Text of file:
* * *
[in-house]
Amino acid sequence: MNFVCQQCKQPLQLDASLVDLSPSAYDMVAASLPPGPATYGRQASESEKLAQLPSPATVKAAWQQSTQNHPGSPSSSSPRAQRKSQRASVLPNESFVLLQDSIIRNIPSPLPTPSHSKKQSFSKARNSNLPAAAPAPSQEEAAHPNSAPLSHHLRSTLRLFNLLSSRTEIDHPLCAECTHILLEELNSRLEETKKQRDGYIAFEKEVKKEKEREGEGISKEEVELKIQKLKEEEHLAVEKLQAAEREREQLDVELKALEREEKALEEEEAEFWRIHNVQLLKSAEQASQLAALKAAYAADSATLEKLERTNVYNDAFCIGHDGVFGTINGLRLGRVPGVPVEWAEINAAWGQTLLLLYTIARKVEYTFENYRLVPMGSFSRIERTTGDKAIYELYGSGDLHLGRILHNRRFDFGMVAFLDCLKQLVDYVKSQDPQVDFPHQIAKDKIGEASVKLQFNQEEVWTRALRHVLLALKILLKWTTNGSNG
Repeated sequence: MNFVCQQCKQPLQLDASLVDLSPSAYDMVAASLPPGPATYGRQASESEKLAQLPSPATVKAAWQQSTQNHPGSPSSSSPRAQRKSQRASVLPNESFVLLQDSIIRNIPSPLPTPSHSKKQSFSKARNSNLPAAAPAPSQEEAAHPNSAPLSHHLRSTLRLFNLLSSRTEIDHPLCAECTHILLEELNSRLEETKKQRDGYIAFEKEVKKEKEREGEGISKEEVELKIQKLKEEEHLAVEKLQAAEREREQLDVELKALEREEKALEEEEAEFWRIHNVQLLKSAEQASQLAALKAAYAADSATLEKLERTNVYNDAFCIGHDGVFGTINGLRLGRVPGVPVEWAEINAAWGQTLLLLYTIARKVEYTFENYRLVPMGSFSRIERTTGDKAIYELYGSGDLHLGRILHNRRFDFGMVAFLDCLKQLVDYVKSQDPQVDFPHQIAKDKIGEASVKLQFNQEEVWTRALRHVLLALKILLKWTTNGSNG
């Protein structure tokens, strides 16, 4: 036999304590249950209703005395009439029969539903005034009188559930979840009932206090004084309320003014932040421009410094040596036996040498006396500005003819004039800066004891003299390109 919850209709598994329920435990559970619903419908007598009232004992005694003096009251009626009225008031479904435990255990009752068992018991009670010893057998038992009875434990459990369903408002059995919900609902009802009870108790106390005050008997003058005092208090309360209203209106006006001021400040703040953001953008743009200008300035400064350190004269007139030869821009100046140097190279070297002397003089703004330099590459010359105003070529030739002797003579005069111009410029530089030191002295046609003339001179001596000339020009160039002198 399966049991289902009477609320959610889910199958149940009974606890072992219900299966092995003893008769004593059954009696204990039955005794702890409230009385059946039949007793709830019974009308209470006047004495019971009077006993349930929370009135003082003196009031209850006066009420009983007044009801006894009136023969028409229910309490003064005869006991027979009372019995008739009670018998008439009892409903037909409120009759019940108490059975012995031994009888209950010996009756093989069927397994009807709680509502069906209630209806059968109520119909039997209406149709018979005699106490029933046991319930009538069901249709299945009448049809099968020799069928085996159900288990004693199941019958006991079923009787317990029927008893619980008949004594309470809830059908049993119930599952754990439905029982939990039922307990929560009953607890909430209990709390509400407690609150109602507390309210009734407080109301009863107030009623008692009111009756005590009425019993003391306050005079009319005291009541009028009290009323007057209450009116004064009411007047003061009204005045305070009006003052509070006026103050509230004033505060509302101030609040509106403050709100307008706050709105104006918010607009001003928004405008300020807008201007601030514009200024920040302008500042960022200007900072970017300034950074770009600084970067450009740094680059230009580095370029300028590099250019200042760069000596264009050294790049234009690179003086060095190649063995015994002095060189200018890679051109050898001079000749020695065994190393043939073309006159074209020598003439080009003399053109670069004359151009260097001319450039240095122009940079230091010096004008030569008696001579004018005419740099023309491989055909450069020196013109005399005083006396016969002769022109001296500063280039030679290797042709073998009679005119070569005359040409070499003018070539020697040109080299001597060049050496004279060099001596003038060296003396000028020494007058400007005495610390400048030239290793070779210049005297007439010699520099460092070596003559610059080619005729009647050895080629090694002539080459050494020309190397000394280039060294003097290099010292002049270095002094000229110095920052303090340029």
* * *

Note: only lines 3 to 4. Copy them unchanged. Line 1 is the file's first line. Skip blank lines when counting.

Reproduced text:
Repeated sequence: MNFVCQQCKQPLQLDASLVDLSPSAYDMVAASLPPGPATYGRQASESEKLAQLPSPATVKAAWQQSTQNHPGSPSSSSPRAQRKSQRASVLPNESFVLLQDSIIRNIPSPLPTPSHSKKQSFSKARNSNLPAAAPAPSQEEAAHPNSAPLSHHLRSTLRLFNLLSSRTEIDHPLCAECTHILLEELNSRLEETKKQRDGYIAFEKEVKKEKEREGEGISKEEVELKIQKLKEEEHLAVEKLQAAEREREQLDVELKALEREEKALEEEEAEFWRIHNVQLLKSAEQASQLAALKAAYAADSATLEKLERTNVYNDAFCIGHDGVFGTINGLRLGRVPGVPVEWAEINAAWGQTLLLLYTIARKVEYTFENYRLVPMGSFSRIERTTGDKAIYELYGSGDLHLGRILHNRRFDFGMVAFLDCLKQLVDYVKSQDPQVDFPHQIAKDKIGEASVKLQFNQEEVWTRALRHVLLALKILLKWTTNGSNG
């Protein structure tokens, strides 16, 4: 036999304590249950209703005395009439029969539903005034009188559930979840009932206090004084309320003014932040421009410094040596036996040498006396500005003819004039800066004891003299390109 919850209709598994329920435990559970619903419908007598009232004992005694003096009251009626009225008031479904435990255990009752068992018991009670010893057998038992009875434990459990369903408002059995919900609902009802009870108790106390005050008997003058005092208090309360209203209106006006001021400040703040953001953008743009200008300035400064350190004269007139030869821009100046140097190279070297002397003089703004330099590459010359105003070529030739002797003579005069111009410029530089030191002295046609003339001179001596000339020009160039002198 399966049991289902009477609320959610889910199958149940009974606890072992219900299966092995003893008769004593059954009696204990039955005794702890409230009385059946039949007793709830019974009308209470006047004495019971009077006993349930929370009135003082003196009031209850006066009420009983007044009801006894009136023969028409229910309490003064005869006991027979009372019995008739009670018998008439009892409903037909409120009759019940108490059975012995031994009888209950010996009756093989069927397994009807709680509502069906209630209806059968109520119909039997209406149709018979005699106490029933046991319930009538069901249709299945009448049809099968020799069928085996159900288990004693199941019958006991079923009787317990029927008893619980008949004594309470809830059908049993119930599952754990439905029982939990039922307990929560009953607890909430209990709390509400407690609150109602507390309210009734407080109301009863107030009623008692009111009756005590009425019993003391306050005079009319005291009541009028009290009323007057209450009116004064009411007047003061009204005045305070009006003052509070006026103050509230004033505060509302101030609040509106403050709100307008706050709105104006918010607009001003928004405008300020807008201007601030514009200024920040302008500042960022200007900072970017300034950074770009600084970067450009740094680059230009580095370029300028590099250019200042760069000596264009050294790049234009690179003086060095190649063995015994002095060189200018890679051109050898001079000749020695065994190393043939073309006159074209020598003439080009003399053109670069004359151009260097001319450039240095122009940079230091010096004008030569008696001579004018005419740099023309491989055909450069020196013109005399005083006396016969002769022109001296500063280039030679290797042709073998009679005119070569005359040409070499003018070539020697040109080299001597060049050496004279060099001596003038060296003396000028020494007058400007005495610390400048030239290793070779210049005297007439010699520099460092070596003559610059080619005729009647050895080629090694002539080459050494020309190397000394280039060294003097290099010292002049270095002094000229110095920052303090340029």